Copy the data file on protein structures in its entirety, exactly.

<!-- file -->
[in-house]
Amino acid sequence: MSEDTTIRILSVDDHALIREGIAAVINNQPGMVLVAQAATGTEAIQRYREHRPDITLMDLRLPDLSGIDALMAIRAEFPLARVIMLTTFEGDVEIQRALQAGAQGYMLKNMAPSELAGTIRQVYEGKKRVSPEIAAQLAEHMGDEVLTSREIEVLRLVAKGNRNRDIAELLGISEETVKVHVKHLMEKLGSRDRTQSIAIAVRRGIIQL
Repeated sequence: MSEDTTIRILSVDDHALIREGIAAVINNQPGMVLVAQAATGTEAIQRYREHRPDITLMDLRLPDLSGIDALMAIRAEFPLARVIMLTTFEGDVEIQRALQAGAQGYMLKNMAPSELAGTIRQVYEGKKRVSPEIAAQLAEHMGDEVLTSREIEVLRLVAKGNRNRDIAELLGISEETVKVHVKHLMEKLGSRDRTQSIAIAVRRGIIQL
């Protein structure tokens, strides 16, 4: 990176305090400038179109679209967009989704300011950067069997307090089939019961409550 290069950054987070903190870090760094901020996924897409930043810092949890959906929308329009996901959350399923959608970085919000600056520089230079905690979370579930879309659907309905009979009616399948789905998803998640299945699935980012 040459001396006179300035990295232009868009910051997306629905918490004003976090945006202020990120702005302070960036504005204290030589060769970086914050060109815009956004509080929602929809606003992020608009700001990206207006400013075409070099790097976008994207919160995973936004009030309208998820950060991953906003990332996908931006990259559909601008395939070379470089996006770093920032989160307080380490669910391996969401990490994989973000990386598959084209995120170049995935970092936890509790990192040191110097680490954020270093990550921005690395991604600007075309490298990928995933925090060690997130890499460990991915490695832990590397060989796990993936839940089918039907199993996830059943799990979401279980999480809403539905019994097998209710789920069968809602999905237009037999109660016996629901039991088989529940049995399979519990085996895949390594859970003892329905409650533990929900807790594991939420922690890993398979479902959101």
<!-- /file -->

[in-house]
Amino acid sequence: MSEDTTIRILSVDDHALIREGIAAVINNQPGMVLVAQAATGTEAIQRYREHRPDITLMDLRLPDLSGIDALMAIRAEFPLARVIMLTTFEGDVEIQRALQAGAQGYMLKNMAPSELAGTIRQVYEGKKRVSPEIAAQLAEHMGDEVLTSREIEVLRLVAKGNRNRDIAELLGISEETVKVHVKHLMEKLGSRDRTQSIAIAVRRGIIQL
Repeated sequence: MSEDTTIRILSVDDHALIREGIAAVINNQPGMVLVAQAATGTEAIQRYREHRPDITLMDLRLPDLSGIDALMAIRAEFPLARVIMLTTFEGDVEIQRALQAGAQGYMLKNMAPSELAGTIRQVYEGKKRVSPEIAAQLAEHMGDEVLTSREIEVLRLVAKGNRNRDIAELLGISEETVKVHVKHLMEKLGSRDRTQSIAIAVRRGIIQL
């Protein structure tokens, strides 16, 4: 990176305090400038179109679209967009989704300011950067069997307090089939019961409550 290069950054987070903190870090760094901020996924897409930043810092949890959906929308329009996901959350399923959608970085919000600056520089230079905690979370579930879309659907309905009979009616399948789905998803998640299945699935980012 040459001396006179300035990295232009868009910051997306629905918490004003976090945006202020990120702005302070960036504005204290030589060769970086914050060109815009956004509080929602929809606003992020608009700001990206207006400013075409070099790097976008994207919160995973936004009030309208998820950060991953906003990332996908931006990259559909601008395939070379470089996006770093920032989160307080380490669910391996969401990490994989973000990386598959084209995120170049995935970092936890509790990192040191110097680490954020270093990550921005690395991604600007075309490298990928995933925090060690997130890499460990991915490695832990590397060989796990993936839940089918039907199993996830059943799990979401279980999480809403539905019994097998209710789920069968809602999905237009037999109660016996629901039991088989529940049995399979519990085996895949390594859970003892329905409650533990929900807790594991939420922690890993398979479902959101």